In this week’s episode we are peering into a highly specialized area of communications: the world of spies. Most of us have no dealings with actual “spies” or “agents”, and certainly not the kind depicted in this episode; we may know people that are Huck-like in their strangeness but chances are they don’t work for some unknown section of the CIA. Still, these characters engage in forms of communication that are familiar to us that we use every day: the cell phone, emails, texts and other electronic devices. It is interesting to note that when trying to be secretive, our spies resort to “old school” methods or older technology which is less traceable and not as likely to reveal as much information about the users. The rapid advancement in ways to communicate has given us more convenient and greater access to information than ever before. But this is a double edged sword, while we gain in efficiency we also make it possible to trace and intercept information that is often not intended to be shared with other parties. The right to privacy is too often compromised, even criminally as in the case of the fastest growing crime in this country – identity theft. As we all become more dependent on the latest innovations we also start to see the dangers. It has become particularly prevalent in the area I work in. Just witness the most recent scandals that have been initiated by email, texts or the social media. I tell my clients that whenever they write something down digitally that they should consider it to be permanent and at some time open to scrutiny. Until there are regulations in place nothing is promised secret. The government may need a judge to okay a phone tap but not so to access an individual’s email and texts. Whether it is ethical is open to the interpretation of the intent.While this may be good for the business of crisis management, I’m not so sure it is good for the society as a whole. In a country founded on freedoms and individual rights does our gain in communications technology go counter to those tenants by allowing the government as well as others the ability to know so much about us, to track us even, and in a sense to develop a new kind of “spy”? The truth is it is here to stay and more advancements are on the way but maybe we should be spending more time on how best to regulate such capabilities, to develop new ethics, that is if we still believe that privacy is an individual right.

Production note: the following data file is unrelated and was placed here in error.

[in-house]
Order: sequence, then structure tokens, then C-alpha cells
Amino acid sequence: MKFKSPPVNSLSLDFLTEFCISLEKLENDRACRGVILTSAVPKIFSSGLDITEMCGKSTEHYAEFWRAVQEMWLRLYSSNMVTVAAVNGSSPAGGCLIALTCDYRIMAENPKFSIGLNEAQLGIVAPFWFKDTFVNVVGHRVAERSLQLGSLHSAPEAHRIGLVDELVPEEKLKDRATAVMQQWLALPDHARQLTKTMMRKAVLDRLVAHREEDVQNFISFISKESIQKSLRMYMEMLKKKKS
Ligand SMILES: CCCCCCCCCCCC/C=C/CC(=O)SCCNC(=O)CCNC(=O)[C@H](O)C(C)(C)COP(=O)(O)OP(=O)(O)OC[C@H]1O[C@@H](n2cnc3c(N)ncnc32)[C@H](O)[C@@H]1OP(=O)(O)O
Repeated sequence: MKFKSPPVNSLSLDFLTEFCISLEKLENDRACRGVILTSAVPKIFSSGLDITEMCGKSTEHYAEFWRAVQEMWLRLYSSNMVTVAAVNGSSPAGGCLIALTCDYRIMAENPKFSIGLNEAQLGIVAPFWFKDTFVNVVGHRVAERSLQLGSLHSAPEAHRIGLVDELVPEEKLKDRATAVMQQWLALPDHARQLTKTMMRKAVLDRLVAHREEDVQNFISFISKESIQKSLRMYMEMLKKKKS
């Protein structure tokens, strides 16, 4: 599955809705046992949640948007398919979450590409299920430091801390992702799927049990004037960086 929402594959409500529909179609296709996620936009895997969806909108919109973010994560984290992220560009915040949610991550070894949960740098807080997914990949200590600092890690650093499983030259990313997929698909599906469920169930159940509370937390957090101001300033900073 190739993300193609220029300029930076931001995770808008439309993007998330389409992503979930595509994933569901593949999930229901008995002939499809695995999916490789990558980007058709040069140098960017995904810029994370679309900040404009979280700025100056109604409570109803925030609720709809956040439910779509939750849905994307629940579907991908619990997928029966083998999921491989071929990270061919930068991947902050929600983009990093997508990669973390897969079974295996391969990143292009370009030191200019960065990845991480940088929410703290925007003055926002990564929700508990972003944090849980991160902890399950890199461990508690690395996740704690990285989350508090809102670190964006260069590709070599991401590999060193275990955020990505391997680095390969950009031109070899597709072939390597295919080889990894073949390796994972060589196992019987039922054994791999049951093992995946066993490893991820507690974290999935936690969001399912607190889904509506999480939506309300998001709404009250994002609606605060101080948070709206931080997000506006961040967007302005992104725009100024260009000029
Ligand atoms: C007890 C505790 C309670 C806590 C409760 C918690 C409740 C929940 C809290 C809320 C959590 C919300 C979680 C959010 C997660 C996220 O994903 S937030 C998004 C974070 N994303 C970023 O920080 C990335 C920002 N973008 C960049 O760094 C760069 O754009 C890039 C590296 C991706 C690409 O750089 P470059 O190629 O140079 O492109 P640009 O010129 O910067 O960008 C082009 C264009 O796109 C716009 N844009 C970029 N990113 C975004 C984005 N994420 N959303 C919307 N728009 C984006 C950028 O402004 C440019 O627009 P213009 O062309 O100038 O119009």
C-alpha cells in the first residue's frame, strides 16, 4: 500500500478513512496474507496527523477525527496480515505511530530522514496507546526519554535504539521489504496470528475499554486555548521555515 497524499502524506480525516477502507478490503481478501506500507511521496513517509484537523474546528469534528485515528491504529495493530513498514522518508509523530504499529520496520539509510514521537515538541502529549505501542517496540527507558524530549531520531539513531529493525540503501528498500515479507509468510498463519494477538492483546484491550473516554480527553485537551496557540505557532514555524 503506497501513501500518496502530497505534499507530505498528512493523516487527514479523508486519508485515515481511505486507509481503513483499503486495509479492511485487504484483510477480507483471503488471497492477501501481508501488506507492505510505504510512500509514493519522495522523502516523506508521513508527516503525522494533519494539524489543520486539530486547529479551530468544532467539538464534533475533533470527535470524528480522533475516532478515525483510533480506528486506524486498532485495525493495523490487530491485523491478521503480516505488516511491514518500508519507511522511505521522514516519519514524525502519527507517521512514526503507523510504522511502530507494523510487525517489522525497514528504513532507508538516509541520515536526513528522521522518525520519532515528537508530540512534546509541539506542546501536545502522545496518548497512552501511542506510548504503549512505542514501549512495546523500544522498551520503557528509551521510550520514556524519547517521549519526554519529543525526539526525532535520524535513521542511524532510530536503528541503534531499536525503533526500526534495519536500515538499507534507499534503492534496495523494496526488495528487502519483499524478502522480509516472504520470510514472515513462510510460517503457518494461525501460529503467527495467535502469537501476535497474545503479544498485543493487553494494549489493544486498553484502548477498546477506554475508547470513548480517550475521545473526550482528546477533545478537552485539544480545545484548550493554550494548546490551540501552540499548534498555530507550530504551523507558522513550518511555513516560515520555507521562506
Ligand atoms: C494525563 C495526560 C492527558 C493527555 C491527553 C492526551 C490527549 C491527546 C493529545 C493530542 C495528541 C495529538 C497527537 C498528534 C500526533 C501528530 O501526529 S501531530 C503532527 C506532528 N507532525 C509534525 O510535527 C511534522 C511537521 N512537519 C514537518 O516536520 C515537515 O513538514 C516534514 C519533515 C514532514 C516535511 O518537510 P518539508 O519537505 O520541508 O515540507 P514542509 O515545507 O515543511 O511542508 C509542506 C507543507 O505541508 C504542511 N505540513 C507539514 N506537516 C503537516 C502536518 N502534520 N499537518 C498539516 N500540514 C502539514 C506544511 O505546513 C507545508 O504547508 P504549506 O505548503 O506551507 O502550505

Judy A. Smith is the founder and President of Smith and Company, a leading strategic and crisis communications firm with offices in Washington D.C. and Los Angeles as well as a Co-Executive Producer of ABC's Scandal. You can follow her on Twitter (@JudySmith_) or "Like" her on Facebook, and you can get more information about managing personal and professional crisis situations by visiting her site, judysmith.com.